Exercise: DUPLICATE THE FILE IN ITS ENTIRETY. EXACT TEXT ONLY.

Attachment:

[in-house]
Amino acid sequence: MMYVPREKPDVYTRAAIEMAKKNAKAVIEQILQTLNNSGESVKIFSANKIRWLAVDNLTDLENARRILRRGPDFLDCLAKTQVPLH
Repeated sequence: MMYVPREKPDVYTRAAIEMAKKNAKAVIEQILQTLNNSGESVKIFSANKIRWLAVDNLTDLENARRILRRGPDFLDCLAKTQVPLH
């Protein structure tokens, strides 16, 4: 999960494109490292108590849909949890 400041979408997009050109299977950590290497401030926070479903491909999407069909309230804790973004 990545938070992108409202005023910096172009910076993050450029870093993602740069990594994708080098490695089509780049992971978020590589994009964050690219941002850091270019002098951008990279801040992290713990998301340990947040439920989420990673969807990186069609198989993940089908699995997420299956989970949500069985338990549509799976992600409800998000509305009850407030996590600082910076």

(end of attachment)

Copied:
[in-house]
Amino acid sequence: MMYVPREKPDVYTRAAIEMAKKNAKAVIEQILQTLNNSGESVKIFSANKIRWLAVDNLTDLENARRILRRGPDFLDCLAKTQVPLH
Repeated sequence: MMYVPREKPDVYTRAAIEMAKKNAKAVIEQILQTLNNSGESVKIFSANKIRWLAVDNLTDLENARRILRRGPDFLDCLAKTQVPLH
């Protein structure tokens, strides 16, 4: 999960494109490292108590849909949890 400041979408997009050109299977950590290497401030926070479903491909999407069909309230804790973004 990545938070992108409202005023910096172009910076993050450029870093993602740069990594994708080098490695089509780049992971978020590589994009964050690219941002850091270019002098951008990279801040992290713990998301340990947040439920989420990673969807990186069609198989993940089908699995997420299956989970949500069985338990549509799976992600409800998000509305009850407030996590600082910076």